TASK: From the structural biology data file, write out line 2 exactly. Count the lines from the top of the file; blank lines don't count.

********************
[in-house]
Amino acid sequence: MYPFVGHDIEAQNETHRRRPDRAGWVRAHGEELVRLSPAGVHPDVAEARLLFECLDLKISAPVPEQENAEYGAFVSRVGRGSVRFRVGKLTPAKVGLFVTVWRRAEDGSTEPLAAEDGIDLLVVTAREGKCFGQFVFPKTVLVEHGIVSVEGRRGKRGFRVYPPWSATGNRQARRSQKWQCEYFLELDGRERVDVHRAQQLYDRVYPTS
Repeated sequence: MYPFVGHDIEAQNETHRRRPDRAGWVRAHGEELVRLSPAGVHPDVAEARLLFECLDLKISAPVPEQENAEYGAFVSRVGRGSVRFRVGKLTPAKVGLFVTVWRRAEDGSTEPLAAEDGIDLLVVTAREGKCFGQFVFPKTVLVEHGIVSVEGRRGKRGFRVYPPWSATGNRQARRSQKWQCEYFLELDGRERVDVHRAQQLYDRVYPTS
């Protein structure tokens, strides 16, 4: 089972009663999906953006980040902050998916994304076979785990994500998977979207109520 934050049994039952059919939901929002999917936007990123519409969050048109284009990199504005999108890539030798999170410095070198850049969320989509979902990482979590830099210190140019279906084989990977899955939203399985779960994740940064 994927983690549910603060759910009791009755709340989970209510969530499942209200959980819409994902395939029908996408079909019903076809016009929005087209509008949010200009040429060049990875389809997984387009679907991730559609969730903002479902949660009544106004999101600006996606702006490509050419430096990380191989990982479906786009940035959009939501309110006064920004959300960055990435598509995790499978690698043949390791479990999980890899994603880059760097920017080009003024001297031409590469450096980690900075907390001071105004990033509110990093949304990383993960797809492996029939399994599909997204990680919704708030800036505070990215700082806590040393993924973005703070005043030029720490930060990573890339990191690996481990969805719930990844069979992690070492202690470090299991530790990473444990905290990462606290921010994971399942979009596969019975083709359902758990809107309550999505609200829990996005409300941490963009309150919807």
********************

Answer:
Amino acid sequence: MYPFVGHDIEAQNETHRRRPDRAGWVRAHGEELVRLSPAGVHPDVAEARLLFECLDLKISAPVPEQENAEYGAFVSRVGRGSVRFRVGKLTPAKVGLFVTVWRRAEDGSTEPLAAEDGIDLLVVTAREGKCFGQFVFPKTVLVEHGIVSVEGRRGKRGFRVYPPWSATGNRQARRSQKWQCEYFLELDGRERVDVHRAQQLYDRVYPTS